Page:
If organizations thought that cyber criminals have mainly moved on from email exploits to other more lucrative points of attack, they are, unfortunately, mistaken. In fact, email exploits remain a significant contribution to account takeover attacks. This article will discuss some of the stats surrounding email attacks, and ways in which cyber hackers like to exploit email users, and it will also outline some steps organizations can take to combat this persistent security threat.
When hackers do attack email accounts, 78% of them do so without the help of any applications outside of email. This overwhelming percentage shows that the use of email alone remains a powerful potential source of unwanted cyber-attacks. Another interesting statistic centers around the length of time that hackers stay undetected while exploiting an email account(s). Researchers show that data thieves were able to linger undetected for an entire week on over one-third of all hacked email accounts. For organizations working with confidential data, this is particularly disturbing, as a week’s worth of email correspondence is often significant.
Other email hacking attempt stats include:
- 31% of email hackers focus solely on compromising email accounts.
- 20% of single email attacks affect other email accounts, including personal accounts.
If one thinks it is comforting to learn that only 31% of hackers are interested in gaining access to an email account and assume that’s the end of their exploit, it is a false assumption. While the stats show that some hackers only focus on gaining access to the accounts, their next step often involves selling the information they observed to other cyber criminals, who then use the data for blackmail or other criminal purposes. Of course, the other stat which shows that 20% of successful email exploits also involve the exploitation of multiple user accounts, meaning hackers are gaining access to a password for one account and are able to use that same password to exploit multiple accounts.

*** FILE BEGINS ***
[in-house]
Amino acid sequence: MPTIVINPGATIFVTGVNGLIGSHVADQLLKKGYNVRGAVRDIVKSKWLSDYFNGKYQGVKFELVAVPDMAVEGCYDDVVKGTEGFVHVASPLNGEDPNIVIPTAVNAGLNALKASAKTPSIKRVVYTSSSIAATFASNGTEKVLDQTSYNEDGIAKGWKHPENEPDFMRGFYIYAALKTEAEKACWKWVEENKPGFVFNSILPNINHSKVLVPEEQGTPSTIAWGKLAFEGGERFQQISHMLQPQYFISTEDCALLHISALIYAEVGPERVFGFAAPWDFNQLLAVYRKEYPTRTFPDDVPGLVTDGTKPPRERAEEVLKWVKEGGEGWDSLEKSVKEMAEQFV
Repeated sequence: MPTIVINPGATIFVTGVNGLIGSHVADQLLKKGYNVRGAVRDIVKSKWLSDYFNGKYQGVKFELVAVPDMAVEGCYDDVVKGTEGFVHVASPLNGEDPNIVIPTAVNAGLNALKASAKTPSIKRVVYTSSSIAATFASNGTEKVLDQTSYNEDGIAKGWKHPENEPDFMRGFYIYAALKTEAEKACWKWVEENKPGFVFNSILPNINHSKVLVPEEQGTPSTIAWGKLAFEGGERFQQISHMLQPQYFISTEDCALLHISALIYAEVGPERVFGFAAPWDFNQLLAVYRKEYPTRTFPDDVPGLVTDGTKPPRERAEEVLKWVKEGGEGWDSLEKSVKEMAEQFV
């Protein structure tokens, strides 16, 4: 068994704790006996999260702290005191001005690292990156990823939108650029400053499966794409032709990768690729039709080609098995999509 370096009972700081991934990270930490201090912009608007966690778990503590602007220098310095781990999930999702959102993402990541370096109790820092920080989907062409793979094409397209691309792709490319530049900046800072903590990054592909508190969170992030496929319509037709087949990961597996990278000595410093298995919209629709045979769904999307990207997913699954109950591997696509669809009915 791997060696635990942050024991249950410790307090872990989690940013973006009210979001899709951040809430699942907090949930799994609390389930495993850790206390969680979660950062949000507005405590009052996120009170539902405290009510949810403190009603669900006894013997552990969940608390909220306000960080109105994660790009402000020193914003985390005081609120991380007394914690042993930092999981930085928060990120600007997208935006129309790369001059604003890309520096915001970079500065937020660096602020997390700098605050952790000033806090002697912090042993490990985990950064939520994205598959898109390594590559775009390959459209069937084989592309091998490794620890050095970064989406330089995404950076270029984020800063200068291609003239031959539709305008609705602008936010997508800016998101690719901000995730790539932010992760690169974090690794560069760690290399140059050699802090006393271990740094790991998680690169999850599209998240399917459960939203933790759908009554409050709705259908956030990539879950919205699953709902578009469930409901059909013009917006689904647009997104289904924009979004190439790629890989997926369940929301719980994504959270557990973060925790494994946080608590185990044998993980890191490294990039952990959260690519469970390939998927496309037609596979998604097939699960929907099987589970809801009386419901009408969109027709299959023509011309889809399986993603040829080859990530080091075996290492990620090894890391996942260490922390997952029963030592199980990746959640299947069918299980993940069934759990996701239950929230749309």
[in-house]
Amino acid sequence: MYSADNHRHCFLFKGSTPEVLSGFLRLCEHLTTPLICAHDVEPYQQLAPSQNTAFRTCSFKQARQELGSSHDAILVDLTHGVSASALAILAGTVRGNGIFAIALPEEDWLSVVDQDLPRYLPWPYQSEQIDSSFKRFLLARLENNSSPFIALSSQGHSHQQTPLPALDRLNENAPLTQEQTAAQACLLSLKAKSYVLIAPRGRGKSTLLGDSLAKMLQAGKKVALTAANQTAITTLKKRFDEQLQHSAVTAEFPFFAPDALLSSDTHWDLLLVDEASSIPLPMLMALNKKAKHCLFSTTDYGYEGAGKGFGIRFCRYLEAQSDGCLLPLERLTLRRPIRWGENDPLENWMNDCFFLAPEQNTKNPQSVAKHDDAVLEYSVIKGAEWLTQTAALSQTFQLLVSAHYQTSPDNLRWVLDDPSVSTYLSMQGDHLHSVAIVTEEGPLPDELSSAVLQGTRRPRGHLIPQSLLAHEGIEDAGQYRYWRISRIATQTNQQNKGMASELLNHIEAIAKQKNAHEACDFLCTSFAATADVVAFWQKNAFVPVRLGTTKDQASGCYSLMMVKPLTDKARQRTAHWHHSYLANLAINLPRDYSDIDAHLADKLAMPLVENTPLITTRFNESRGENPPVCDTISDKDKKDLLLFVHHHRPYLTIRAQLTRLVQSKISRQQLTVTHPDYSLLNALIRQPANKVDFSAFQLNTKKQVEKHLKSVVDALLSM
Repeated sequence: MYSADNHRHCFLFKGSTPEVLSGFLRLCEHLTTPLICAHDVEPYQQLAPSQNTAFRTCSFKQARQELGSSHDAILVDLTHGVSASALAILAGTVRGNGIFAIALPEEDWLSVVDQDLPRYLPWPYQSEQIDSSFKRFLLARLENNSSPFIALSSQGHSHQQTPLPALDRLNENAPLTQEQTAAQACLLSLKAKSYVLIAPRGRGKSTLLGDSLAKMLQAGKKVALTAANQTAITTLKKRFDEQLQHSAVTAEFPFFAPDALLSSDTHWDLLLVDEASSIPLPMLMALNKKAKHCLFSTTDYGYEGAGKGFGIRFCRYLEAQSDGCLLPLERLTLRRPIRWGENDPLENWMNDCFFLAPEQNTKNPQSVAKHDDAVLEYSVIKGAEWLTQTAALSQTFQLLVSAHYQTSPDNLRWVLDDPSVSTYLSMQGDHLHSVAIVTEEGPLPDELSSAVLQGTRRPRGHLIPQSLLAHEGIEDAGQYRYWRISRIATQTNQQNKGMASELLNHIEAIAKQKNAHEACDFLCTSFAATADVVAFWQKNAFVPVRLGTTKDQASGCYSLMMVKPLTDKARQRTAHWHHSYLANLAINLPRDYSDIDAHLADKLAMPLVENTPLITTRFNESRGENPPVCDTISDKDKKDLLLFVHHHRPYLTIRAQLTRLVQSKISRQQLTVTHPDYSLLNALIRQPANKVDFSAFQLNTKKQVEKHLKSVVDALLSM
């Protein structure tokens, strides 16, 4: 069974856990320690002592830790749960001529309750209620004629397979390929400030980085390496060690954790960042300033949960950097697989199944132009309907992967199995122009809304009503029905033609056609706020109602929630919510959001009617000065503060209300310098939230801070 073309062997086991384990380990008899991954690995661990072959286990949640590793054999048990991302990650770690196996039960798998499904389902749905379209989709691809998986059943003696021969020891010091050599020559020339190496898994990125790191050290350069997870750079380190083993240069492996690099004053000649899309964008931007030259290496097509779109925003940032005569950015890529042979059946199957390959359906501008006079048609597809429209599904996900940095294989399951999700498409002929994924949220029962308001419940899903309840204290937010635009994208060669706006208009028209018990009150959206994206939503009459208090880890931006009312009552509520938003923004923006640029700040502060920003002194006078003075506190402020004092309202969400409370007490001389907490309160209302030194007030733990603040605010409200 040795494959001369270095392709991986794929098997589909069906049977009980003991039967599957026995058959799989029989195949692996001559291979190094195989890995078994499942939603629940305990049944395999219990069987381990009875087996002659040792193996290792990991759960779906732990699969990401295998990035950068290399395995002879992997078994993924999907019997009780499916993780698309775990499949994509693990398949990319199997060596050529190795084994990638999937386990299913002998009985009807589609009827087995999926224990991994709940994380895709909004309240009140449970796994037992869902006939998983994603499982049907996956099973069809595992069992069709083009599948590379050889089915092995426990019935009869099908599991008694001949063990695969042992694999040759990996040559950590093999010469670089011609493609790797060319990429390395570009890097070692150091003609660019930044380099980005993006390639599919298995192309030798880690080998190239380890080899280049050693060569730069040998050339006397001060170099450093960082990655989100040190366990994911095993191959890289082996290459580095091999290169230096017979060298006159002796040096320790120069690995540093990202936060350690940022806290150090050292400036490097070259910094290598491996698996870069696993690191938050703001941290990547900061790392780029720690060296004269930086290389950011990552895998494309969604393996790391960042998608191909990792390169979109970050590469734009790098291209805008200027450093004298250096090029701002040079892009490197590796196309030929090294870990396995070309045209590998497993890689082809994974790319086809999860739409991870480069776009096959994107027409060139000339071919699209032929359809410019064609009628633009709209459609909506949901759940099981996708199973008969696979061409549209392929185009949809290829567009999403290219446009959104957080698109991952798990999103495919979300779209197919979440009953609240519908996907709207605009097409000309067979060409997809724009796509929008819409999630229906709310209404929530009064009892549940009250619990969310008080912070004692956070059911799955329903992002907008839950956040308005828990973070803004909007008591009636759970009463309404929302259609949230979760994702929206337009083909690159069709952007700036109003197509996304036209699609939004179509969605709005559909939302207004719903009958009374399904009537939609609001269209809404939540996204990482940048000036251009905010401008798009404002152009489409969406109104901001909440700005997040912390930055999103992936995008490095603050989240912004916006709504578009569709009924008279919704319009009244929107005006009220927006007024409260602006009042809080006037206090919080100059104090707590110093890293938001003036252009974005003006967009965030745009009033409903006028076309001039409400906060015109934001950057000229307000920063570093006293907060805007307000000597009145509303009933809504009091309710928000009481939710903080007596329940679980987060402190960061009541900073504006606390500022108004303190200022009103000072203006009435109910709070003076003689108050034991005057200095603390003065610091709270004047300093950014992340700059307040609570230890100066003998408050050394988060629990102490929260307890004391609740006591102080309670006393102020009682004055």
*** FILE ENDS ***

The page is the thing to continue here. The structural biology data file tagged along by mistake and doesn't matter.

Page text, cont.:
How They Do It
We’ve already learned that it’s not uncommon for hackers to gain access to multiple accounts, merely by trying to re-use an employee’s password. Some hackers will research a company to find details about employees who hold significant positions within the organization. They then impersonate a person in power by sending an email to a first-line employee, who in turn gives up confidential corporate information, since they assume they’re interacting with a corporate representative in a position of significant responsibility.
Hackers may also do online research, looking for clues about a company such as what clients they serve and/or what vendors with which they interact. They then use this information to impersonate employees from these companies and send spear-phishing emails to key members within a targeted organization.
Data thieves may also employ brand impersonation tactics throughout an email and send it to unsuspecting employees. When employees open up the email it looks like it is from a trusted source such as Microsoft, Apple, or Google. The body of the email may state the employee needs to reset their password with a specific company, only to steal the employee’s “new password” after they click on the reset link.
How to Combat Cyber Criminals
Certainly, training staff members on how to spot phishing and other hacking attempts should be part of every organization’s strategy to combat exploits. Computer security specialists have multiple tools at their disposal to help them with early detection and mitigation of compromised emails. Computer security professionals also use software apps that include forensic tools, advanced detection techniques, and incident-response resolutions.
If the idea of trying to ward off data thieves and hackers seems daunting, there is help available. Third-party computer security specialists are thoroughly trained in providing comprehensive security packages for all sizes and types of organizations. If you would like to know more about how to develop a complete strategy to thwart security exploits, including how to effectively secure an organization’s email accounts, please contact us.